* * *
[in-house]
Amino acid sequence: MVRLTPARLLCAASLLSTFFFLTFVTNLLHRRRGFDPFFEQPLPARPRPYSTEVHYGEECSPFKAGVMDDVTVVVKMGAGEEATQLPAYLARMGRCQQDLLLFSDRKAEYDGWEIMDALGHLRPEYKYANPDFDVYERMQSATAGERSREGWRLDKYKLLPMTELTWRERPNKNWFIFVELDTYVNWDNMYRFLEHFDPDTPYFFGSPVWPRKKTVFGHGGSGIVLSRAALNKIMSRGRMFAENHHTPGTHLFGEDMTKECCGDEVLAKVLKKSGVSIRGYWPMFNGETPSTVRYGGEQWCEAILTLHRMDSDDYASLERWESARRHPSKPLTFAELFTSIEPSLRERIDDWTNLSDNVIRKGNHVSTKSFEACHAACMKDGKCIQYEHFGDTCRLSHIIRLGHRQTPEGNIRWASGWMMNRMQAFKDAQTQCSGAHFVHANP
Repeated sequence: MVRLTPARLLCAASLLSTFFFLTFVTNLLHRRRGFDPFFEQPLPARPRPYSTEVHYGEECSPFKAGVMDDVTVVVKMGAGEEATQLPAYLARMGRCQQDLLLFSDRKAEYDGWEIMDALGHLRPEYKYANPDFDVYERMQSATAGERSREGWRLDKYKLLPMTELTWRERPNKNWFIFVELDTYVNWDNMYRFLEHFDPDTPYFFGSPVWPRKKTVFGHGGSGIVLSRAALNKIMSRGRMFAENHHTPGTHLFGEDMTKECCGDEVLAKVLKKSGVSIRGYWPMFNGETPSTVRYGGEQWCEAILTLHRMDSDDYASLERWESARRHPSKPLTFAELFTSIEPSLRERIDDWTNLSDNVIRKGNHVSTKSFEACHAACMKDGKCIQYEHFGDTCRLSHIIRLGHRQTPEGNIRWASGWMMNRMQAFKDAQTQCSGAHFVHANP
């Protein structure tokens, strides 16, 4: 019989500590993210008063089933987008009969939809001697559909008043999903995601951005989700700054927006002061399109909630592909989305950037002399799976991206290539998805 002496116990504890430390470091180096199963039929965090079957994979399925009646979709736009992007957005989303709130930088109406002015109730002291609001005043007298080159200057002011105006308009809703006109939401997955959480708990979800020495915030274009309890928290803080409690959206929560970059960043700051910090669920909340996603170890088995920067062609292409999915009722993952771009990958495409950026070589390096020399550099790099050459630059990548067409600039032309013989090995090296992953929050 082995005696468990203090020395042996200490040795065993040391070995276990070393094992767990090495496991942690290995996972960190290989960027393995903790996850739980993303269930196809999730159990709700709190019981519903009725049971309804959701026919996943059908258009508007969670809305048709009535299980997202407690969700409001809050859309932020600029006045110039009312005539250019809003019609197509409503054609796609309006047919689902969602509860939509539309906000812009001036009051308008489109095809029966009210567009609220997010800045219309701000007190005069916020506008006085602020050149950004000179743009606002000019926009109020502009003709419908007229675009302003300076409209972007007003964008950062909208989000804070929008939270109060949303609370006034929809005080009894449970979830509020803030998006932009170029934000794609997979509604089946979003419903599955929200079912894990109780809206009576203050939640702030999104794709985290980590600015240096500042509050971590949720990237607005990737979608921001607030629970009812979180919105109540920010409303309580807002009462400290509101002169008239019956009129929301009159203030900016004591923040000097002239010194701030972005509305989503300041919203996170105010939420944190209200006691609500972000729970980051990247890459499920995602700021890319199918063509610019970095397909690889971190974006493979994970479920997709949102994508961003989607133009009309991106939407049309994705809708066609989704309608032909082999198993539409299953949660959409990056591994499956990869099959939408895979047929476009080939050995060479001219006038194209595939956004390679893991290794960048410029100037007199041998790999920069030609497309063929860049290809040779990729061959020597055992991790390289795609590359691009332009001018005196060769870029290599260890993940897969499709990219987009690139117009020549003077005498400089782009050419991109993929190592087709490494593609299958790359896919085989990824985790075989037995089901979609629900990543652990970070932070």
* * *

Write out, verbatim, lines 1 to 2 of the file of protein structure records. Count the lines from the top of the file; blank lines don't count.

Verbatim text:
[in-house]
Amino acid sequence: MVRLTPARLLCAASLLSTFFFLTFVTNLLHRRRGFDPFFEQPLPARPRPYSTEVHYGEECSPFKAGVMDDVTVVVKMGAGEEATQLPAYLARMGRCQQDLLLFSDRKAEYDGWEIMDALGHLRPEYKYANPDFDVYERMQSATAGERSREGWRLDKYKLLPMTELTWRERPNKNWFIFVELDTYVNWDNMYRFLEHFDPDTPYFFGSPVWPRKKTVFGHGGSGIVLSRAALNKIMSRGRMFAENHHTPGTHLFGEDMTKECCGDEVLAKVLKKSGVSIRGYWPMFNGETPSTVRYGGEQWCEAILTLHRMDSDDYASLERWESARRHPSKPLTFAELFTSIEPSLRERIDDWTNLSDNVIRKGNHVSTKSFEACHAACMKDGKCIQYEHFGDTCRLSHIIRLGHRQTPEGNIRWASGWMMNRMQAFKDAQTQCSGAHFVHANP